Just as FCC Chairman Julius Genachowski is set to announce this week whether or not the agency will fulfill President Obama’s pledge to protect the open Internet and codify Net Neutrality, comes news that underscores just how critical this issue is.
According to the New York Times, Level 3 Communications, which helps deliver Netflix’s streaming movie service, accused Comcast of demanding a new fee that puts Internet video companies at a competitive disadvantage. Level 3 compared the new fee to an online tollbooth that penalizes consumers who choose to access movies and video programming through avenues other than traditional cable providers.
That means that Comcast customers who chose to stream video through Netflix will be charged a fee for a service that has traditionally been free of charge should they chose to watch video online. Comcast levied the fee with little ability for Netflix to do anything other than agree. The result would be an increase in Netflix fees an The option, according to reports, was that Comcast would block the streaming video entirely.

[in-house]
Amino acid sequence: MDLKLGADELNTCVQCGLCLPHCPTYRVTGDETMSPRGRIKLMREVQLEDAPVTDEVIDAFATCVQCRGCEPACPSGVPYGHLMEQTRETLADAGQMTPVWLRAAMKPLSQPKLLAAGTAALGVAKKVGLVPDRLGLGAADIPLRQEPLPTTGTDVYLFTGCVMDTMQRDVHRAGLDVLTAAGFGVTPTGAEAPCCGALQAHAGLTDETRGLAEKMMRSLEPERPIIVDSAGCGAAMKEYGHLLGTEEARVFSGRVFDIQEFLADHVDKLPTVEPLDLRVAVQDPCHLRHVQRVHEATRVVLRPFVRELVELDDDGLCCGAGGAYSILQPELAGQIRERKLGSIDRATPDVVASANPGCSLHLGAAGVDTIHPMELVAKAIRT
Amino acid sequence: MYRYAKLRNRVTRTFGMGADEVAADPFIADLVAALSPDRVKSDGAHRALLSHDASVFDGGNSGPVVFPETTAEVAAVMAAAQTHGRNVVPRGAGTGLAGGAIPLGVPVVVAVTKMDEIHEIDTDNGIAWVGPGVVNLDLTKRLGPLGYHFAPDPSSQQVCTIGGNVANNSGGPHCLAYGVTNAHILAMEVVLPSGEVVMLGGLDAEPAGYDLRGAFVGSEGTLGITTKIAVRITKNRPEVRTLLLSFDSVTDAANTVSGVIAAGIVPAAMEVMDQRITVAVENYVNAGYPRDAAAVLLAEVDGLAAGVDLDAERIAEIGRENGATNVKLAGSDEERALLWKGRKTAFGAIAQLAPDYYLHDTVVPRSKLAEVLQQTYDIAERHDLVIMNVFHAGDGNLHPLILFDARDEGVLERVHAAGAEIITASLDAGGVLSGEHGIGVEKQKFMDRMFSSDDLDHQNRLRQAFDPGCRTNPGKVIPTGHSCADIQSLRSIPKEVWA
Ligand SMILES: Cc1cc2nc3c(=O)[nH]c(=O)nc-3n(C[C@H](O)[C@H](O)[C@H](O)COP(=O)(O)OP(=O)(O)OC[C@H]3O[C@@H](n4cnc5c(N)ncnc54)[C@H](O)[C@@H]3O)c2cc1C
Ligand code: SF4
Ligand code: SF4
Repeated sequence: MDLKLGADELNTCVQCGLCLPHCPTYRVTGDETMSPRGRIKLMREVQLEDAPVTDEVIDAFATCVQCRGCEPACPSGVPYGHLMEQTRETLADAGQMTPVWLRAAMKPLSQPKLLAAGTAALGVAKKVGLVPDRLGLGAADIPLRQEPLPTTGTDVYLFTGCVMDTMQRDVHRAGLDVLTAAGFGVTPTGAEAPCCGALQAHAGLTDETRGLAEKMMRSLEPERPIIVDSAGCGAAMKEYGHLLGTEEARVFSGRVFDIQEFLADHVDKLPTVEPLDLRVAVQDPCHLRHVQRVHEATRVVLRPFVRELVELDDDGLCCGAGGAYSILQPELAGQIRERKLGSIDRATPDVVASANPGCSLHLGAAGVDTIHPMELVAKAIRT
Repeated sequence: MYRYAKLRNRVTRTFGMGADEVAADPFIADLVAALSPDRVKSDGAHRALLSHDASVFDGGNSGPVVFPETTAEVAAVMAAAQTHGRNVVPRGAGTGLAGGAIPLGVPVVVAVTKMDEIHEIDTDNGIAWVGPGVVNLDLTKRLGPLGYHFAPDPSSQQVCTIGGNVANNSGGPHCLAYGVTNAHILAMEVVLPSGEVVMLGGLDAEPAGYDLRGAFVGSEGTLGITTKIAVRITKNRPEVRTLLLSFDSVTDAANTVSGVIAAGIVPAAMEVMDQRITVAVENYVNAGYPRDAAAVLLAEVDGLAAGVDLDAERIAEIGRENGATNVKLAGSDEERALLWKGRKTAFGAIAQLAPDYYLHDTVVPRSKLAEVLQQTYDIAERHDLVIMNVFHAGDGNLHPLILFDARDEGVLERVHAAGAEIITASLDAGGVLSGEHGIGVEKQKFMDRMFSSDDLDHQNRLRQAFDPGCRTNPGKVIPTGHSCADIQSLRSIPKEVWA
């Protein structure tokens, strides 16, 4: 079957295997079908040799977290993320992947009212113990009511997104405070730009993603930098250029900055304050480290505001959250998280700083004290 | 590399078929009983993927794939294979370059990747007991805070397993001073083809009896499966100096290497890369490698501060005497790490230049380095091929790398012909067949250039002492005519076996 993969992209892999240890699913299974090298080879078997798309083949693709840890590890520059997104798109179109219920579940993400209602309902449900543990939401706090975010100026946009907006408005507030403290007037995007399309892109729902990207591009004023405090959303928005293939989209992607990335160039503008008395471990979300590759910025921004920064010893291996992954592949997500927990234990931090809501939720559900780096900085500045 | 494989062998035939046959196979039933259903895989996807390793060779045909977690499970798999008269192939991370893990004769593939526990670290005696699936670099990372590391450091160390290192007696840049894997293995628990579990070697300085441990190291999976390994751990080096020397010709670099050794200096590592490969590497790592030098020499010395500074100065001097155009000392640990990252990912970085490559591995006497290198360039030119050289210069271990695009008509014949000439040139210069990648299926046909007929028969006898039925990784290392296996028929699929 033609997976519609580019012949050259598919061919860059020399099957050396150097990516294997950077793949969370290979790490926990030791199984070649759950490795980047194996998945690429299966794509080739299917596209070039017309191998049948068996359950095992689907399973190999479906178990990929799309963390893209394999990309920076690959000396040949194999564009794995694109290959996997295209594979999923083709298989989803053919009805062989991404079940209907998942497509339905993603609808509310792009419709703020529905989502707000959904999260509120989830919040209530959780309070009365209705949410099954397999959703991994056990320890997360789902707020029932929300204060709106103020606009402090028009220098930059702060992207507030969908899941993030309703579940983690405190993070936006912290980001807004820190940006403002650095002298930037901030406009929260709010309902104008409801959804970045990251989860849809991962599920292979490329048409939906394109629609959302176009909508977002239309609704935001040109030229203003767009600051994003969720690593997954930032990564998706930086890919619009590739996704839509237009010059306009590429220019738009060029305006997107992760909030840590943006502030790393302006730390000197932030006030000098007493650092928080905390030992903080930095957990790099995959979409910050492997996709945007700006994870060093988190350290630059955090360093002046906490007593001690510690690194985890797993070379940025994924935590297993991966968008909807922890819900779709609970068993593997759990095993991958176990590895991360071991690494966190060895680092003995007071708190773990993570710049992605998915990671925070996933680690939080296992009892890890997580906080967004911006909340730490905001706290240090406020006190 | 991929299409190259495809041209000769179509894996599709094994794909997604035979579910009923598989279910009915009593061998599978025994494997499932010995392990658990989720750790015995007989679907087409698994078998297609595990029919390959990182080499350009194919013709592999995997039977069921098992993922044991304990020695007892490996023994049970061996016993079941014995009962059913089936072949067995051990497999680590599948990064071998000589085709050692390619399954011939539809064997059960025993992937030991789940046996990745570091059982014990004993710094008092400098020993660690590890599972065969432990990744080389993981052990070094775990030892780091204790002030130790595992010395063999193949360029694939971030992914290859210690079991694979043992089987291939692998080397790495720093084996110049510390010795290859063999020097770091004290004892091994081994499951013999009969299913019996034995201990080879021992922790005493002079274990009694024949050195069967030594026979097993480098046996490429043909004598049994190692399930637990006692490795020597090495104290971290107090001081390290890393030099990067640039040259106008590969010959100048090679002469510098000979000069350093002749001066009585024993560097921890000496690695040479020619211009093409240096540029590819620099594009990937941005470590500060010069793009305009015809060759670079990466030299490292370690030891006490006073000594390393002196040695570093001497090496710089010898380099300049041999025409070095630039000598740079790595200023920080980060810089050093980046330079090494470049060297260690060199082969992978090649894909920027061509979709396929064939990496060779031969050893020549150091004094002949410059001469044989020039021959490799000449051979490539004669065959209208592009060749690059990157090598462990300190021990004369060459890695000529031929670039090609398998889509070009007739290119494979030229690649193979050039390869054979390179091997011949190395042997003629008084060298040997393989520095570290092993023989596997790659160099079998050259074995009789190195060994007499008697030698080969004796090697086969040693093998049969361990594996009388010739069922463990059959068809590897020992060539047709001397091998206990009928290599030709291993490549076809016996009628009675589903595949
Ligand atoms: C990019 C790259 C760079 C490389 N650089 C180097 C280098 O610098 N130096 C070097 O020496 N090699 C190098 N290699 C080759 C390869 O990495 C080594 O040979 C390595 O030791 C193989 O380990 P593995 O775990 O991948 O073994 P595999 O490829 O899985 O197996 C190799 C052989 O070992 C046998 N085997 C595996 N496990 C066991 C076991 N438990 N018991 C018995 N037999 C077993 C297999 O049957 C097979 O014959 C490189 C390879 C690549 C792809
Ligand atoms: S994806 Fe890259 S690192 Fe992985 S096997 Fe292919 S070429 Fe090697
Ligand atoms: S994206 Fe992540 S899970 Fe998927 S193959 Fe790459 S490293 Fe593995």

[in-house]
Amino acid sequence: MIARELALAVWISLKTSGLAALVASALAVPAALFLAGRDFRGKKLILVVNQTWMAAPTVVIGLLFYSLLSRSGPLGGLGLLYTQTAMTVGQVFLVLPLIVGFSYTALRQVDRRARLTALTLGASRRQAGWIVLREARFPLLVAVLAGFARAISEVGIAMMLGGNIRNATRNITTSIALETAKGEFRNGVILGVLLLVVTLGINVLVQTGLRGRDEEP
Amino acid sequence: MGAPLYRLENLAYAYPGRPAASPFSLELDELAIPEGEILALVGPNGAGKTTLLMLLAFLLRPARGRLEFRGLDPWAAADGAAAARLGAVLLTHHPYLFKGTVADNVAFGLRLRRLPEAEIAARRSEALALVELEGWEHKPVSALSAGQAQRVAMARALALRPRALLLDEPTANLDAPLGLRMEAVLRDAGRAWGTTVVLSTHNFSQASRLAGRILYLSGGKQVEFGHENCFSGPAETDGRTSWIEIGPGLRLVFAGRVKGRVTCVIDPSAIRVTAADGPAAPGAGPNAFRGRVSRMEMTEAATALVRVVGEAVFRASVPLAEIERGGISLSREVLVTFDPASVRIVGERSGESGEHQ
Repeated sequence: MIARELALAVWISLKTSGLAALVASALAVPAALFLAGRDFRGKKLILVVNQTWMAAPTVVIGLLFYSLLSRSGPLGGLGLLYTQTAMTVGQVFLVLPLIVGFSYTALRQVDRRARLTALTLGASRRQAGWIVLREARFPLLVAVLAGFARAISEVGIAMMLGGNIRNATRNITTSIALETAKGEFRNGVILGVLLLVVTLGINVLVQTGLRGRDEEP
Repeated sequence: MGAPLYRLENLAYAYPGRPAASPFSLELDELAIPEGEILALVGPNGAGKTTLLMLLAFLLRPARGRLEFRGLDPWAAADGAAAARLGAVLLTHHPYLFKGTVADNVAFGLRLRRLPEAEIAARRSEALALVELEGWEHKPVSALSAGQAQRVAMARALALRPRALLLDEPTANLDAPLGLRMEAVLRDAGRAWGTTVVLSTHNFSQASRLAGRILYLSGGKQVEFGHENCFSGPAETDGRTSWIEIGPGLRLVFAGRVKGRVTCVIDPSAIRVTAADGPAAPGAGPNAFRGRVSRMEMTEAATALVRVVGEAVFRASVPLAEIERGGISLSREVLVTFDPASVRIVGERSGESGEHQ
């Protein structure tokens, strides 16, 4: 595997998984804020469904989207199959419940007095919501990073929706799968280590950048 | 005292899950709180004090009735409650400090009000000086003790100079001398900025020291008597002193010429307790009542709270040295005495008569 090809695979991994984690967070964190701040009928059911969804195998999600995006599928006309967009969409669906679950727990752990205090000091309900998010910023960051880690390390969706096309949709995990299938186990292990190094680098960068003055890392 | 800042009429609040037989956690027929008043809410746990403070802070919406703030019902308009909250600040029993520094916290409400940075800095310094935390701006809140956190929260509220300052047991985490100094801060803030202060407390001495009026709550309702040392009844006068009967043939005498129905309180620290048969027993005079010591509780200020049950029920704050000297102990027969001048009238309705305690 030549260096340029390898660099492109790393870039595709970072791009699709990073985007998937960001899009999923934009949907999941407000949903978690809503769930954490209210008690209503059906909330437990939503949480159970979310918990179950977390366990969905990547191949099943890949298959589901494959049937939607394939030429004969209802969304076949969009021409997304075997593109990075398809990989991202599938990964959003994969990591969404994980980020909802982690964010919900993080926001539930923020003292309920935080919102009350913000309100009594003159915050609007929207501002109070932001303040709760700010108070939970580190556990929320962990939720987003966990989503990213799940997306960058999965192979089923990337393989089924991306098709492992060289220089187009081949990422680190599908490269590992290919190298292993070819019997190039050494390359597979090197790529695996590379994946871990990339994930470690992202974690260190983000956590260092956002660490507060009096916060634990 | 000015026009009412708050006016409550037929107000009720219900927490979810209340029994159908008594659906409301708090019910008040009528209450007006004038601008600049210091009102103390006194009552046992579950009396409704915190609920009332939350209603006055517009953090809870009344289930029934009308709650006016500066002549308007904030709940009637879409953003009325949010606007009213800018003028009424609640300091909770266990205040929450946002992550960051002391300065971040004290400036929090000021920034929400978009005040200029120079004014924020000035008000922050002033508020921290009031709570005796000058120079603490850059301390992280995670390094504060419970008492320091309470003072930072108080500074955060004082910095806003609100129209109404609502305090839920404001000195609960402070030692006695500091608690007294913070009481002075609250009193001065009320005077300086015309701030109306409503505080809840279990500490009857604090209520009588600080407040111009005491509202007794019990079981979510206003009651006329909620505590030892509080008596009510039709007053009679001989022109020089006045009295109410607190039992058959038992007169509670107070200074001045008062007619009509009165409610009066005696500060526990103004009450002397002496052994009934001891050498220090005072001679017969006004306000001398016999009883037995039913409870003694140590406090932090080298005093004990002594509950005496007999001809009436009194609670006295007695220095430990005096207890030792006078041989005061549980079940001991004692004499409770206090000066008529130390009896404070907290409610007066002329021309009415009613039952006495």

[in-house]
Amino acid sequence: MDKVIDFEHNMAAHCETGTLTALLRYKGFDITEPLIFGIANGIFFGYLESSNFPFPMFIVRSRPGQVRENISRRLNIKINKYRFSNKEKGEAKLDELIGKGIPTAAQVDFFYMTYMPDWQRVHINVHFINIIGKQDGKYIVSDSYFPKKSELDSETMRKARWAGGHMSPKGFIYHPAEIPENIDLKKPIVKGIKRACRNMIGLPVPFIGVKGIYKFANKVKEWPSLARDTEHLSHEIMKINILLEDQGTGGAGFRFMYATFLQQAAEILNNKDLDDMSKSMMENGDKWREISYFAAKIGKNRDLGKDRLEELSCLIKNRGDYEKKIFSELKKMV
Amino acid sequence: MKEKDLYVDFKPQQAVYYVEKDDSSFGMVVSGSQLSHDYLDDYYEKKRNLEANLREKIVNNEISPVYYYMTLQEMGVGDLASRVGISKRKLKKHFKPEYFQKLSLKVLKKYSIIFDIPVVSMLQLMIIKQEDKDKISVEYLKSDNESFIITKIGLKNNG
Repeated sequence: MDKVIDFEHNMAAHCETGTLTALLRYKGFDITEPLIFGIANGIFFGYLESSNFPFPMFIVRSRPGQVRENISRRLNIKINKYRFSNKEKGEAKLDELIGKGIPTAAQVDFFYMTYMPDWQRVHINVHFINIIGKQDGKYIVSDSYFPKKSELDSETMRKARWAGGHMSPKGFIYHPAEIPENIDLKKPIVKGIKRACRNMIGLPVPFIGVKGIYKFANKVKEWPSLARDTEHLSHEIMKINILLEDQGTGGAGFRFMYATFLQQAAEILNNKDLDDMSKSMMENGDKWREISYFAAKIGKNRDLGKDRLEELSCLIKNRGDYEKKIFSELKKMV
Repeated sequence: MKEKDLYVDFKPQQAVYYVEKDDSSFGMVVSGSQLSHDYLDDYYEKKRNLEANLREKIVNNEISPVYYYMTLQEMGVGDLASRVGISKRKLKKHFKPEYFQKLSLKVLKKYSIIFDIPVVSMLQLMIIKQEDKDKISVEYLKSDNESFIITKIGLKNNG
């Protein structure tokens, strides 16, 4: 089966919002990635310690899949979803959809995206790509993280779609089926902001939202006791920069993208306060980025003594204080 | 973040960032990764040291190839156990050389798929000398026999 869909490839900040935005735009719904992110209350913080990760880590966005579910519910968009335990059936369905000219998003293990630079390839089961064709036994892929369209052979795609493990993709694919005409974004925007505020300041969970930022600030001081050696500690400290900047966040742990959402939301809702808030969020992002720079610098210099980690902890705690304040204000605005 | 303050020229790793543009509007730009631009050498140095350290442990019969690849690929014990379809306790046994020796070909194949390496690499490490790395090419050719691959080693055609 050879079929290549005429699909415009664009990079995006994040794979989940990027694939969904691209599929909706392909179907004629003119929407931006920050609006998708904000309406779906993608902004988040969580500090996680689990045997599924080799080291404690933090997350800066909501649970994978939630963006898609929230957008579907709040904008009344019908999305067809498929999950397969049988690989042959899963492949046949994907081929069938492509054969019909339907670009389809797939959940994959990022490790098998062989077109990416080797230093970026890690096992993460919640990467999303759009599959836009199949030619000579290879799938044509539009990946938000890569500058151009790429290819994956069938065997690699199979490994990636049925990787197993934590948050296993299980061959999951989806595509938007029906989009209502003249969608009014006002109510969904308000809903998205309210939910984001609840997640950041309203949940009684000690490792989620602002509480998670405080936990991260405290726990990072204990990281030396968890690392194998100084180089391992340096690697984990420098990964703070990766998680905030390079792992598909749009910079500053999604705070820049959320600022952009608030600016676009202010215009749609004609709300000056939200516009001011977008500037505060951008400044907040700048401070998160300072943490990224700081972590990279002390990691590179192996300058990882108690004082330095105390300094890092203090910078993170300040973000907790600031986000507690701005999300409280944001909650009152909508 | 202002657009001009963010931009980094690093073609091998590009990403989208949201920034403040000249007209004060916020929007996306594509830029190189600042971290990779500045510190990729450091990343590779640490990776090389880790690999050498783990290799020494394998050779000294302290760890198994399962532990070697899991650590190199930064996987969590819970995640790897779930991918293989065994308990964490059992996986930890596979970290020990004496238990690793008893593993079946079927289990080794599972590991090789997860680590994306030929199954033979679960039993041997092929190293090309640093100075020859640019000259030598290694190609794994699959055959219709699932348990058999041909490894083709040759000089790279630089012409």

According to Thomas C. Stortz, chief legal officer for Level 3, Comcast’s actions “demonstrate the risk of a ‘closed’ Internet where a retail broadband Internet access provider decides whether and how their subscribers interact with content.”
While this is definitely bad news for consumers, it may be just what was necessary to get the FCC to act on the Net Neutrality issue. It certainly demonstrates immediate overreach by Comcast and there is no reason to think other cable providers won’t follow suit.
In the meantime, public interest groups have increased calls to the FCC to stop this type of abuse. You can join in those calls and help keep the Internet free and open to all.
photo courtesy of Mr. Thomas via Flickr
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